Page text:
year men and women are natural
ly eager to win their first election
and lose sight of the lack of pro
priety of some methods.
The opinion is held that politi
cal leaders of the various groups
should take full responsibility and
not only urge their constituents to
1 activity but also to coach them in
campaign methods that have re
j ceived campus disapproval.
The charges of corrupt practices
I were presented in a letter pub
, lished in the Safety Valve column
Wednesday. The communication
was submitted by Herb King.
In it he proposed that the elec
tions be held in some room where
the voter could have privacy while
marking his ballot. The election
in question was held in the lobby
of Johnson hall.
Student body officials replied
that class elections had always
been held in the corridor of either
Johnson or Villard hall and that
in the last two years has there
been any particular protest. The
objections last year were directed
more at the activity on the streets
and around the polls rather thau
at that right at them.
Professors Tour Alaska
Pr. Warren P. Smith and Pro
fessor Louis Henderson, both of
I the geology department of the
i University, and a party of 14
1 spent six weeks last summer
travelling through Alaska and the
Yukon country studying the geol
ogy of the country and collecting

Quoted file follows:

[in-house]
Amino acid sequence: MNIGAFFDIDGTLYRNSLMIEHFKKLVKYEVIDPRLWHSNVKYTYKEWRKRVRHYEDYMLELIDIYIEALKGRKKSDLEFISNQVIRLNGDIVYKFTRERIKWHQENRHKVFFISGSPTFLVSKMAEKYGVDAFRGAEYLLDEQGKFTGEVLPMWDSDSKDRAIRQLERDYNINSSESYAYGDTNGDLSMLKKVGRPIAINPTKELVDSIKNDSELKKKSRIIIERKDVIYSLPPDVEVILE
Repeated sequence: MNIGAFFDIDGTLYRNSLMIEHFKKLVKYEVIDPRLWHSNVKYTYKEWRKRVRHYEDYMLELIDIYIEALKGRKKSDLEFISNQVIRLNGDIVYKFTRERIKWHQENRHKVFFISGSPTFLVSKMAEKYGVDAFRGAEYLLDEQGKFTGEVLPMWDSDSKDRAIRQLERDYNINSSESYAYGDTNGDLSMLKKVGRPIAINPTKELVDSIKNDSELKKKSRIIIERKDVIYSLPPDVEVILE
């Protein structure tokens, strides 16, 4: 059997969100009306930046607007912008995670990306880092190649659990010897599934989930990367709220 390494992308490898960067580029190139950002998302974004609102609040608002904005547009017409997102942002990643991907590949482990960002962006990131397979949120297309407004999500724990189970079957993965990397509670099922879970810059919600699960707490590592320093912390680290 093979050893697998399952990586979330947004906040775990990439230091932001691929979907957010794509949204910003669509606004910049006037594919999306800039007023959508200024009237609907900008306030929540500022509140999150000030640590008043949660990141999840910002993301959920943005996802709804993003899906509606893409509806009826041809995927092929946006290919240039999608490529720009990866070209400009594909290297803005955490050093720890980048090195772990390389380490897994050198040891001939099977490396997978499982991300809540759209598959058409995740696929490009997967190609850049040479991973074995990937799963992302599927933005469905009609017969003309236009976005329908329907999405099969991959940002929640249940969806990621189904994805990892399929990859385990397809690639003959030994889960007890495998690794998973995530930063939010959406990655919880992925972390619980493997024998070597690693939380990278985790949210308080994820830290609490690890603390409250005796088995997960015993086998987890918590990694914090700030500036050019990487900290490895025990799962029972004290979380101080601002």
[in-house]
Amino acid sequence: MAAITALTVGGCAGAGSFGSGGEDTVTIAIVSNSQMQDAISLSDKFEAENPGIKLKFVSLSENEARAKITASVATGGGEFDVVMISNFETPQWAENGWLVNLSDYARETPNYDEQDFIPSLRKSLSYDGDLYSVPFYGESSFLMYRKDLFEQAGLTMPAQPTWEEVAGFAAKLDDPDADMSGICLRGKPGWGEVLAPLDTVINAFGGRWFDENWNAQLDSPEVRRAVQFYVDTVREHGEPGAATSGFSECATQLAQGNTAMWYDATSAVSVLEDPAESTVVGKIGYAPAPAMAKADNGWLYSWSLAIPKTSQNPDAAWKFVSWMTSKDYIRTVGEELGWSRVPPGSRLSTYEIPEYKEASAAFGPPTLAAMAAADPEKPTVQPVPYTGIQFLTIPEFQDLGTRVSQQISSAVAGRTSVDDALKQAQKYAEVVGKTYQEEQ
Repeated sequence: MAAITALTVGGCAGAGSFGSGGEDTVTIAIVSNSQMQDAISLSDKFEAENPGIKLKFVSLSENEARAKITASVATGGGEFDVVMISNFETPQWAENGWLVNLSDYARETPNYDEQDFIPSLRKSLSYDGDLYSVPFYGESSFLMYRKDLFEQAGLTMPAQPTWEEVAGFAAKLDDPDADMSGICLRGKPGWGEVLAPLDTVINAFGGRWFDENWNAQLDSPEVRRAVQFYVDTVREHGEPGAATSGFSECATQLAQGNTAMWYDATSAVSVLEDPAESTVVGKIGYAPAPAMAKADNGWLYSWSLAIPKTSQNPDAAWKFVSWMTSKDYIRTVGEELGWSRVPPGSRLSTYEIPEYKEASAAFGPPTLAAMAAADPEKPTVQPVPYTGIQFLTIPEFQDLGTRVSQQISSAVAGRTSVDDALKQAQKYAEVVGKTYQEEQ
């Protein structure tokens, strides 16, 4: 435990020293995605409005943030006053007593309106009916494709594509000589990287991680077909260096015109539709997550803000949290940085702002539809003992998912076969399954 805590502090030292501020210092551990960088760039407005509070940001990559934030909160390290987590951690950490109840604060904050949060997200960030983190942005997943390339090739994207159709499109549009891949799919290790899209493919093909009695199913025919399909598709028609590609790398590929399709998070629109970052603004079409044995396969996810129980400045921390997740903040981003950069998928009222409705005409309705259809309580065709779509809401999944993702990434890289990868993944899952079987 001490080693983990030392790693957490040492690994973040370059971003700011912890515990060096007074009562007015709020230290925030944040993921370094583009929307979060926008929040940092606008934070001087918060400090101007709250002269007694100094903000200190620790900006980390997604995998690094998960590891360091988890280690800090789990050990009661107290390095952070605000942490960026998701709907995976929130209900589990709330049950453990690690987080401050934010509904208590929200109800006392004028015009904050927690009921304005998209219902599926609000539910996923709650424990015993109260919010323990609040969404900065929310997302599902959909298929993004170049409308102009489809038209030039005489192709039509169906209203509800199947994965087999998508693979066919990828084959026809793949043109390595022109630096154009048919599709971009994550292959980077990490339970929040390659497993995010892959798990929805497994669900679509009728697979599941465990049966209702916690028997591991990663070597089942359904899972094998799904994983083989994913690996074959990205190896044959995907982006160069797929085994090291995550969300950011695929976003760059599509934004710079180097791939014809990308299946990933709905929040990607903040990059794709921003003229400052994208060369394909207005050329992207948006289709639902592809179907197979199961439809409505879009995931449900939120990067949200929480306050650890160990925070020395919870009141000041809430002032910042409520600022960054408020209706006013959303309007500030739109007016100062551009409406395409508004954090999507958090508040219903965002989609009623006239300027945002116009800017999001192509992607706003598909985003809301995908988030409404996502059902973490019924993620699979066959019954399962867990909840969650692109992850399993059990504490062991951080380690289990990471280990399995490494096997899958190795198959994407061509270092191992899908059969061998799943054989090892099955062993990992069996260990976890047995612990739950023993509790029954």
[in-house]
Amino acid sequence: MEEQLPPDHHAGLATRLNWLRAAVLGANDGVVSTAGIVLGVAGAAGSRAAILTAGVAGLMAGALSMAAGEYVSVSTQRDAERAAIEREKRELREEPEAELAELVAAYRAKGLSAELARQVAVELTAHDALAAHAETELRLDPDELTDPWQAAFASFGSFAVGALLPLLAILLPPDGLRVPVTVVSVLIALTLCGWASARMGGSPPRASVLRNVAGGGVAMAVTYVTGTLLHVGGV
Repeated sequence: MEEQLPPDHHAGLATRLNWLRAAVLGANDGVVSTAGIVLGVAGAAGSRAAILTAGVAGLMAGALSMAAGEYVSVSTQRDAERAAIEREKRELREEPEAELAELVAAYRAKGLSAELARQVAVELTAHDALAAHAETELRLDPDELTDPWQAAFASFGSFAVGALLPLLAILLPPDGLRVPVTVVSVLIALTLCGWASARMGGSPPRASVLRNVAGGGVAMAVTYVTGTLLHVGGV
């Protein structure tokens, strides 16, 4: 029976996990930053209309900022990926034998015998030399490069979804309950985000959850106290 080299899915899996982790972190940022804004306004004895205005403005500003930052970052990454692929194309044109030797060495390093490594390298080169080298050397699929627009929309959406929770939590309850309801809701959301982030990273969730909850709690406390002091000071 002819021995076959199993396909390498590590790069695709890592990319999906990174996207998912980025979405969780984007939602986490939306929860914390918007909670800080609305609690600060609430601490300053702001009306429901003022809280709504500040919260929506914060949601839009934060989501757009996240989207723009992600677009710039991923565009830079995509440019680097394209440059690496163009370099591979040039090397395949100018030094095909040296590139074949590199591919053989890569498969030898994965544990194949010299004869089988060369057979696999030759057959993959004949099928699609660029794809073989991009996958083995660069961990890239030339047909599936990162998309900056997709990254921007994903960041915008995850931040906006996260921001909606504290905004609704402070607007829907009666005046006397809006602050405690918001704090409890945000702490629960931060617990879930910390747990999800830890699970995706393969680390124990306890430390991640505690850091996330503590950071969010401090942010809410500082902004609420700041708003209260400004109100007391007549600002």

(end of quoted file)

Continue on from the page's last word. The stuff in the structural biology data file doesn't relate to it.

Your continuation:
| plant specimens.
Varsity Letters Used To
Local Chapter of Athletic Society
Has Fifteen Members
Sigma Delta Psi, athletic honor
ary, is an organization that is
open to all men interested in a
wide phase of athletics. Any
student who has a C average in
scholarship and who is physically
fit is eligible to pass the 12 re
quired tests for Jmembership it
was stated yesterday by Russ Cut
ler, physical education instructor.
At present there are 15 active
members in the fraternity, they
are: Erwin Laurance, M. S. Kel
liher, Orville Bailey, H. M. Lewis,
Tallant Greenough, Paul Lafferty,
R. E. Hegdahl, E. D. Harding, R.
W. Voegtly, Edward Bolds, Rob
ert VanNice, W. M. McCay, W. A.
Palmer, Paul F. Bale, and Ladd
Sherman. Larry Winters and Phil
Staats have passed all tests but
have not applied for member
The events required are: 100-yd.
dash, 11 3-5 seconds; high jump,
5 feet; 16-lb. shot put, 30 feet;
baseball throw or javelin throw,
130 feet; 20-ft. rope climb, 12 sec
onds; posture, 120-yard low hur
dles, 16 seconds; broad jump, 17
feet; one mile run, 6 minutes;
front handspring, handstand, 10
seconds; fence vault, chin high;
100-yard swim, 1 minute, 45 sec
A varsity letter may be accept
ed for the passing of any event
except swimming. Two letter lim
it. Out of 225 men who have at
tempted these tests there have
been only 17 who have completed
them, and have the privilege of
wearing the official key. Although
there is a large percentage of men